Memories Galore

The Grinch hard at work in Houma
December 12, 2015
William Gautreaux
December 16, 2015
The Grinch hard at work in Houma
December 12, 2015
William Gautreaux
December 16, 2015

About 35 mallards dropped from high altitude at the quacking invitation of our guide. They circled just out of range before committing to land in this pond dotting the vast south Louisiana marshland. Eight pintails joined them, giving color to a cold, gray, misty morning.

The pintails slashed down just beyond the decoys in the shallow brackish water. However, we couldn’t shoot. We needed just one duck to fill our limit and had already limited out on mallards. We couldn’t risk hitting another mallard by firing at a pintail, so we waited.

A few more minutes wouldn’t matter. We had already waited decades since our last hunt together. Eric Holbrook and I grew up running the marshes, swamps and forests of southern Louisiana. We chased everything from squirrels to girls. (We had more success with squirrels!) We shared many a duck blind on cold, misty mornings and boats on blazing hot afternoons. Just hunting with Eric again after so many years was special enough, but this December day was extra special. This was my birthday and God had certainly already blessed us with a wonderful gift of excellent hunting.

After high school, I headed to college in Lafayette and eventually joined the Air Force, serving for 12 years. Eric selected the Navy for his career, retiring as a senior chief petty officer after a long and distinguished career navigating nuclear submarines.

We kept in touch over the years, but rarely saw each other, much less hunted together. Uncle Sam frequently kept us thousands of miles apart. However, our thoughts always returned to the many mornings we shared in the Louisiana marshes. On this misty morning, we reminisced about those old times between waves of ducks. Eric wanted to commemorate our reunion by mounting a drake pintail.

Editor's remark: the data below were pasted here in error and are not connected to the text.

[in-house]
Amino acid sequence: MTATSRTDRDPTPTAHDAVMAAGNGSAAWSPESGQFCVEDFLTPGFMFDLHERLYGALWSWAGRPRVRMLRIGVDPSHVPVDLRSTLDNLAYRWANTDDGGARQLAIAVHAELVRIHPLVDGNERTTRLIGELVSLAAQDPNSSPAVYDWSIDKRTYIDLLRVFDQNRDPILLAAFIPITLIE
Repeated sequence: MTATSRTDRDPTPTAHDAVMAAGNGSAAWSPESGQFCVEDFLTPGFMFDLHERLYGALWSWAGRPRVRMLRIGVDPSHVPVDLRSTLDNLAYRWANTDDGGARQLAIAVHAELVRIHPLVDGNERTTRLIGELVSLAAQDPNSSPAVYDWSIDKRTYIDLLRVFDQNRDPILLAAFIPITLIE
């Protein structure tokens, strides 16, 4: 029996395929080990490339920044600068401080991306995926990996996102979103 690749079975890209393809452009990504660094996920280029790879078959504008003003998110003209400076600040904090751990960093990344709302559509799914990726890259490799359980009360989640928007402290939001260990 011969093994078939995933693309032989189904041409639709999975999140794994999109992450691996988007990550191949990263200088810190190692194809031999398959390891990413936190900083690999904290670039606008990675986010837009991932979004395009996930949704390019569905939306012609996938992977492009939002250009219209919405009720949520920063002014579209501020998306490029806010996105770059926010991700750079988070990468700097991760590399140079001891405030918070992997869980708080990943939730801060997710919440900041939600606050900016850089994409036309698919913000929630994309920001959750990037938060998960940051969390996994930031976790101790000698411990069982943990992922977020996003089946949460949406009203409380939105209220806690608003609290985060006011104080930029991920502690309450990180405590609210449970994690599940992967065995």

“Here comes one,” our guide said as shooting hours began that cold, drizzling morning. “Not a pintail, but a spoonbill if you want him.”

I dropped the bird with one shot. The guide soon downed the next one with one shot.

“After all these years, we still have never been blanked,” I said.

“Nope!” Eric remembered. “We may have set out to shoot ducks and wound up with squirrels or went squirrel hunting and caught bass, but we never have been skunked.”

“Eric, next duck belongs to you,” I insisted. “Here comes another single. It’s not the pintail you want to put on your wall, but it’s a duck nevertheless.”

Eric missed twice.

“Out of practice?” I chided. “Our guide and I had a good streak going. Now you messed up our average. At least you loaded your gun this time.”

“I knew you’d bring that up again,” Eric retorted. “Yes, I remember when you dropped three blue-wings out of a flock one September morning and I didn’t shoot because I forgot to load my gun. Yes, I remember that’s the only action we had all day, but I also remember when you scared a pond full of ducks early one other morning because you couldn’t wait to go to the bathroom until after shooting hours began. They all flared when you stood up in the blind and never came back.”

“A man’s gotta do what a man’s gotta do,” I replied.

“Yes, but did you have to do it right then?”

Eric eventually redeemed himself with better shooting as the morning advanced. Still, we enjoyed needling each other just like when two youths shared numerous duck blinds, fishing boats, pirogues and forest paths many years ago. Drizzle soon broke into pouring cold rain, offering little comfort this frigid December morn. For a time, even the ducks stopped flying and our minds rewound back a few years.